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Sweet Pickled Ginger

This image courtesy of Joseph DeLeo

When you sit down at the counter in a sushi restaurant, a chef may place a small mound of pickled sweet ginger in front of you before asking which sushi you wish to order. Sushi is always served with this slightly pink, sweet, pungent relish. Gari is the word for it in sushi restaurants; if you are not Japanese, you can surprise the chef by using this name. A small bite of ginger eaten after a piece of sushi removes the oiliness of the fish from your mouth and refreshes your palate. Sweet pickled ginger is usually served free of charge. Sweet pickled ginger is made from young ginger, which appears in the market from early May through August in Japan. You may be able to find young ginger at Asian markets in the United States. Unlike ordinary, more mature ginger, young ginger has a very thin skin, a creamy white color with pinkish knobs, and juicy, tender flesh. Sweet pickled ginger is easy to find at Japanese and other Asian food stores, but the commercial product often contains preservatives and food coloring. So make your own! If you can’t find young ginger you can use a more mature root, but choose one that is thin-skinned and wrinkle-free. Sweet pickled ginger keeps two to three weeks in the refrigerator.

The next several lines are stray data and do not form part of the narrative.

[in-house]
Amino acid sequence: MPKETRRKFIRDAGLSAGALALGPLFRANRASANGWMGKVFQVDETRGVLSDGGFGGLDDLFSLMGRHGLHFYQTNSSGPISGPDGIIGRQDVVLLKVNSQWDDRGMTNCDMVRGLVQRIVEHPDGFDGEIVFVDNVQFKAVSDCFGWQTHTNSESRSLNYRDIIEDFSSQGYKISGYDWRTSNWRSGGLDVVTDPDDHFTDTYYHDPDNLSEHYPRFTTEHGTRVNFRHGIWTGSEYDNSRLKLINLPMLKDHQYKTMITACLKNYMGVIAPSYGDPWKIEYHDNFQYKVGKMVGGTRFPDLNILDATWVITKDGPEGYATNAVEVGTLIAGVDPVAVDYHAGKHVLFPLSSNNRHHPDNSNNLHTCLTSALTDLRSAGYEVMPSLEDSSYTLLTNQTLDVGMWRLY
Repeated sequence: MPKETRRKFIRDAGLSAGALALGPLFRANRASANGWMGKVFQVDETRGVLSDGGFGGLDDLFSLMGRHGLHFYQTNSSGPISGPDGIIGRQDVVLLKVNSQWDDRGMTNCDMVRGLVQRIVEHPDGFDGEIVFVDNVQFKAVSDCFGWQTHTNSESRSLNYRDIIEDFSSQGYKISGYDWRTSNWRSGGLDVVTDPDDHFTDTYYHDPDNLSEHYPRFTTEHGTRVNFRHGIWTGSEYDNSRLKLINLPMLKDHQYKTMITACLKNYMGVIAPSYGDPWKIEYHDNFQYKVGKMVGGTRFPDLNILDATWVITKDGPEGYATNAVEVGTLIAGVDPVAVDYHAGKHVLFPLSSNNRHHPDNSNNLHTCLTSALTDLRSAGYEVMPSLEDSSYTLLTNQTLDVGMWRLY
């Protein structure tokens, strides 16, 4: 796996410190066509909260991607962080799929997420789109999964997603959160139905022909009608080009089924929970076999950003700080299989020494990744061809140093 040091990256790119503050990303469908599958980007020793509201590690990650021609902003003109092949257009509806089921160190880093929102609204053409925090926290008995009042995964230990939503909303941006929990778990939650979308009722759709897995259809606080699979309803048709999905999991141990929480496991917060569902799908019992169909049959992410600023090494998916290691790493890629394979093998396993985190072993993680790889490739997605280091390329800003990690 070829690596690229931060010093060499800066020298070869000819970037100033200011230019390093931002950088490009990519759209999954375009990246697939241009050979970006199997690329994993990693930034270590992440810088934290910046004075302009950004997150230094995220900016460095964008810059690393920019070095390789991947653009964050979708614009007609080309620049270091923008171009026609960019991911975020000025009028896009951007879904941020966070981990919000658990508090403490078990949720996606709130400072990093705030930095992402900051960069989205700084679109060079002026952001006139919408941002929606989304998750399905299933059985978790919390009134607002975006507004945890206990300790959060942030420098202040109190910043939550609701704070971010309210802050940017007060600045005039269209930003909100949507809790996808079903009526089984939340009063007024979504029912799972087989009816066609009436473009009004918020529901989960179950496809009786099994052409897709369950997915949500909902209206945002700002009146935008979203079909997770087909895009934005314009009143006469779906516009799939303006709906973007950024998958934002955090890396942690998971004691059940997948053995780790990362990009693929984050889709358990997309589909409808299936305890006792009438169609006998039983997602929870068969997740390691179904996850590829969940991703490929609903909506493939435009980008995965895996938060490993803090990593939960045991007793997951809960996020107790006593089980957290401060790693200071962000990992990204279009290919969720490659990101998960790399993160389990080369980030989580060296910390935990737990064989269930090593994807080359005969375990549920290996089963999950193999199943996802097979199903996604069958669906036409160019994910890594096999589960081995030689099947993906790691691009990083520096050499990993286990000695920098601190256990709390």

About2 cups

Cooking Methodpickling

CostInexpensive

Easy

Total Timea day or more

Make Ahead RecipeYes

Dietary Considerationegg-free, gluten-free, halal, kosher, lactose-free, peanut free, soy free, tree nut free, vegan, vegetarian

Five Ingredients or LessYes

Taste and Texturelight, sharp, spiced, sweet

Type of DishCondiments

Ingredients

  • 14 ounces ginger, preferably young
  • 9 tablespoons komezu (rice vinegar)
  • 2¾ teaspoons salt
  • 5 to 6 tablespoons sugar, to taste

Instructions

  1. Peel the ginger, and cut it lengthwise into paper-thin slices 1 to 1½ inches long.

  2. In a small saucepan, combine 3 tablespoons water, the rice vinegar, 2½ teaspoons salt, and the sugar, and bring the mixture to a boil over medium heat. Cook the mixture, stirring, until the sugar and salt are dissolved. Turn off the heat, and transfer the liquid to a clean quart container with a tight-fitting lid.

  3. In a medium pot, bring about 2 quarts water to a boil over high heat. Add the ginger slices all at once, and blanch them for 20 seconds if you’re using young ginger, or 30 to 40 seconds if the ginger is mature. Drain the ginger in a large, flat-bottomed colander, spreading the slices so that they dry quickly. Sprinkle the remaining ¼ teaspoon salt over the ginger slices, and toss gently. While they are still hot, transfer the ginger slices to the container of pickling liquid. When the ginger slices contact the vinegar, they will turn a pretty, faint pink color. Refrigerate the ginger for two days, covered, before using it.

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